While teaching on Aristotle in my ethics class last week, I noted that he was a “teleologist.” A teleologist is simply one who thinks that everything in the world has an essential purpose that makes it the kind of thing that it is. This is what most people held up until the advent of modern science.
An astute student then attempted to tie Aristotle’s analysis into the current debate over the Second Amendment. He observed that those who favor ever more oppressive restrictions on the Second Amendment—the proponents of “gun control”—sound very much like teleologists when it comes to guns. Guns kill, we are told. This is their purpose.
That cars, knives, fists, and many other things other than guns also kill is neither here nor there for Second Amendment deniers. Cars, say, aren’t meant to kill. Guns are.
My student was correct. When it comes to guns, the enemies of the Second Amendment do indeed speak as if they were teleologists. Forget that when it comes to almost everything else, their teleology goes out the window.
But let’s play along and see whether these cafeteria teleologists are willing to follow their reasoning to its logical term.
The purpose of a free press is to safeguard our liberty against corruption. Those who rely upon the First Amendment to peddle their wares in the media can constitutionally justify their existence by alluding to this purpose. Without our media “watchdogs,” we are lead to think, those in power—those in government, particularly—could all too easily trample our liberties under foot.
Freedom of the press, we are told, is the always precarious line separating liberty from tyranny, citizens from subjects or slaves.
If this is so, however, then it is not unreasonable to think that if those in the media are not doing their job, if they are not serving as watchdogs, then maybe they should no longer be permitted to hide behind the First Amendment.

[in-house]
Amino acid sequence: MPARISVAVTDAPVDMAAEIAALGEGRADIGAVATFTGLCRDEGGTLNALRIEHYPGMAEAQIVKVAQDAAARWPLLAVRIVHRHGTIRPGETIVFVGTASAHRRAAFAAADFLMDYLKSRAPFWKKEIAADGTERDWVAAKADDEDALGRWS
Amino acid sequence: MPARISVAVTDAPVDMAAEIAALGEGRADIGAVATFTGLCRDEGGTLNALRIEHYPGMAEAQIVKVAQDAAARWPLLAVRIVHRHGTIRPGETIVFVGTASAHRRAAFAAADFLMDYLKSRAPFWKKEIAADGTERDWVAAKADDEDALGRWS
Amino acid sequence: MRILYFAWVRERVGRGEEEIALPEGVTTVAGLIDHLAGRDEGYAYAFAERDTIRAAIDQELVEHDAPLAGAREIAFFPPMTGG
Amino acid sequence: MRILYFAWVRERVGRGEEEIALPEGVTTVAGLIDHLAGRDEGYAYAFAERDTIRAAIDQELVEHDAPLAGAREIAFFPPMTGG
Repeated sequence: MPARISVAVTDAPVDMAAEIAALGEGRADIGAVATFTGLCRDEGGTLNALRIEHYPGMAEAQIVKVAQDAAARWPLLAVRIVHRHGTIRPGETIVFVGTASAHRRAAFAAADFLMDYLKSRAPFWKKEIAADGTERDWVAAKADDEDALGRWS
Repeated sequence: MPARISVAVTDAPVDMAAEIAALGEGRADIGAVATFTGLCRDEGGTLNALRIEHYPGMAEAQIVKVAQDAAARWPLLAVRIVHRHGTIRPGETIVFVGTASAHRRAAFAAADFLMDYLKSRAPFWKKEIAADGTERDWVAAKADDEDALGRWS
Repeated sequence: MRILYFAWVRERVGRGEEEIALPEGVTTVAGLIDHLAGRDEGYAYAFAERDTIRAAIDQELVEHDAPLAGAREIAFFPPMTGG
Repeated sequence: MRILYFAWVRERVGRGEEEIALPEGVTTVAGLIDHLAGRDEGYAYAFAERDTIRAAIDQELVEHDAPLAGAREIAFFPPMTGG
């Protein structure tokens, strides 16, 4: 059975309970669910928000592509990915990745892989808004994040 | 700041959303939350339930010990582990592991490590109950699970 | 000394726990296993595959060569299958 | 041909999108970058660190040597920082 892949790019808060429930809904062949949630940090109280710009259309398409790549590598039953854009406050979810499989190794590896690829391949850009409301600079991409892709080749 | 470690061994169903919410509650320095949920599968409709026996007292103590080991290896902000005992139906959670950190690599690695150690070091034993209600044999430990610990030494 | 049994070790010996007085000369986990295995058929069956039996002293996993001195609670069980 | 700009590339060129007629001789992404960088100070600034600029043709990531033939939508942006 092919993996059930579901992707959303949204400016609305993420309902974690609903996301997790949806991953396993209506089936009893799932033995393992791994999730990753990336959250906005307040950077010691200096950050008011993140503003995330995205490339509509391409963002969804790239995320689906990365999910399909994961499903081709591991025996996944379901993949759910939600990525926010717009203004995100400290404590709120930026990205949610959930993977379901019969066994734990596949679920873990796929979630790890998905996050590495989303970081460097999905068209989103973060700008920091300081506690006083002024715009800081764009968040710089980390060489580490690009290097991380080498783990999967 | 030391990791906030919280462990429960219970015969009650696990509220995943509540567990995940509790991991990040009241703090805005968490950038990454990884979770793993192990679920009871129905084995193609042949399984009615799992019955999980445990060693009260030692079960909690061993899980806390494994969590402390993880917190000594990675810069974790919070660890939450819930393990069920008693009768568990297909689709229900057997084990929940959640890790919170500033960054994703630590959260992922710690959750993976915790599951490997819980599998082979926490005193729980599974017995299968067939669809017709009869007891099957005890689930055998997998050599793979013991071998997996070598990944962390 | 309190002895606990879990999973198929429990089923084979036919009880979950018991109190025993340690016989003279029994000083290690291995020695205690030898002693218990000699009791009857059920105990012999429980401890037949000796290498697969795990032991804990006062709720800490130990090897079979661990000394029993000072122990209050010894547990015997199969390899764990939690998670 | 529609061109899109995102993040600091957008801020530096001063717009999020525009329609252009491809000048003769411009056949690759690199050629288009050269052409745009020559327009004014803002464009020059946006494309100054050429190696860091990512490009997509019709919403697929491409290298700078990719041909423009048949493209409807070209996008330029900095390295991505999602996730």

And they are not doing their job.
Journalists and pundits in publishing and broadcasting far too often protect, not the liberties that government office holders are busy away eroding, but the government office holders themselves. In exchange for access to politicians, the tireless champions of the press’s sacred right to freedom of speech reduce themselves to public relations tools for these same politicians.
So, this being the case, we should ask of the First Amendment absolutists in the media: Do they really need their freedom of speech?
If we are in turn accused of wanting to repeal the First Amendment, or at least that part of it that guarantees freedom of the press, we should deny the charge: No one is talking repeal here, we must insist. Rather, we are only talking about “common sense” restrictions or regulations.
Those in the press can maintain their freedom of speech—but only if they really need it. That is, if they are exposing or otherwise challenging those in government—and not acting as their propagandists—then and only then should they be free to continue doing so. However, freedom of the press will not extend to those media figures intent upon serving as apologists for the powerful.
To make sure that we apply the First Amendment in a “common sense” way, those who own and manage media organizations—and possibly those in their employment—will be required to submit their coverage of the events and people of the day every so often to a bi-partisan, independent Congressional commission.
If it is established that their networks and publications have taken an insufficiently adversarial stance toward the government, then a penalty will be leveled. This is what will happen the first time around. If it is subsequently discovered that those who are supposed to be pit bulls are actually poodles, then their business will be extinguished.
The First Amendment is not violated here, we can remind our critics. Quite the contrary, in fact, for these “common sense” restrictions will preserve and strengthen it. They will make sure that its purpose is fulfilled.
Somehow, I doubt very much that those who are all too eager to apply these arguments to the Second Amendment will be so eager to accept them when it comes to the First Amendment.
Jack Kerwick received his doctoral degree in philosophy from Temple University. His area of specialization is ethics and political philosophy. He is a professor of philosophy at several colleges and universities in New Jersey and Pennsylvania. Jack blogs at Beliefnet.com: At the Intersection of Faith & Culture. Contact him at firstname.lastname@example.org or friend him on facebook. You can also follow him on twitter.
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